Tokyo: The Nikkei average gained 0.7% on Monday, 27 August, led by by exporters helped by a weaker yen, while Mitsubishi UFJ Financial Group Inc advanced after buying a A$208 million stake in Australia’s Challenger Financial Services Group
Mitsubishi Estate Co Ltd and other property stocks gained after UBS said in a report that shares of major real estate companies are at attractive levels after recent drops.
But trade was slow as investors remained wary about further fallout of the US subprime mortgage problems. Investors also held back ahead of US home sales data later on Monday.
“Foreigners are slow to return to the Japanese market,” said Hiroaki Kuramochi, managing director at Bear Stearns (Japan).
He said there are also political concerns as Prime Minister Shinzo Abe may be forced to dissolve Japan’s lower house of parliament and call snap elections.
“There remains a fear that the market may fall again,” Kuramochi said.
Traders were watching for news of cabinet reshuffle by Abe, but more for its long-term impact than anything else.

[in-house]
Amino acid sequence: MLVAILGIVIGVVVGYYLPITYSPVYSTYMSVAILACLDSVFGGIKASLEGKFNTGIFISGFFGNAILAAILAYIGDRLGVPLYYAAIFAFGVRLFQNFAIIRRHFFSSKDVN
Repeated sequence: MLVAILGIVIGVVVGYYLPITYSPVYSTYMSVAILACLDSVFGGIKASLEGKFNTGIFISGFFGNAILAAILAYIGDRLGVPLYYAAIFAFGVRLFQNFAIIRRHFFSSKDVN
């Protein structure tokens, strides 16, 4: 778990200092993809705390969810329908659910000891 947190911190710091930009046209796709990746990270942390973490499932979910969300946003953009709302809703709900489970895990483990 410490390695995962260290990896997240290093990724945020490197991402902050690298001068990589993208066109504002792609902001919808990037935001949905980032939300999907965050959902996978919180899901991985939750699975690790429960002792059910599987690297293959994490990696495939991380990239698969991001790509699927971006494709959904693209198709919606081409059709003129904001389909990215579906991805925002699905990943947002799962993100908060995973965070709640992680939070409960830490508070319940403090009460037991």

The Nikkei was up 114.05 points at 16,363.02 as of 0431 GMT. The broader TOPIX index also rose 0.56% to 1,594.69.
Auto shares gained ground after the dollar climbed as high as 116.76 yen pulling further away from a 14-month low of 111.60 yen just over a week ago.
Honda Motor Co. rose 2.7% to 3,800 yen while Toyota Motor Corp added 1.2% to 6,740 yen.
In the banking sector, Mitsubishi UFJ Financial Group Inc rose 1.8% to 1.15 million yen after a morning announcement that it had bought a A$208 million stake in Australia’s Challenger Financial Services Group
Mitsubishi Estate, Japan’s second-largest property firm, rose 2% to 3,110 yen after a positive report by UBS.
NTT Urban Development also rose 2% to 200,000 yen.
KDDI Corp, Japan’s second-biggest phone company, rang up gains of 2.1% to 885,000 yen, up for the fourth straight session, after Macquarie upgraded it last week to “outperform’ from “neutral” and lifted its target price to 1 million yen from 870,000 yen, citing profit expectations.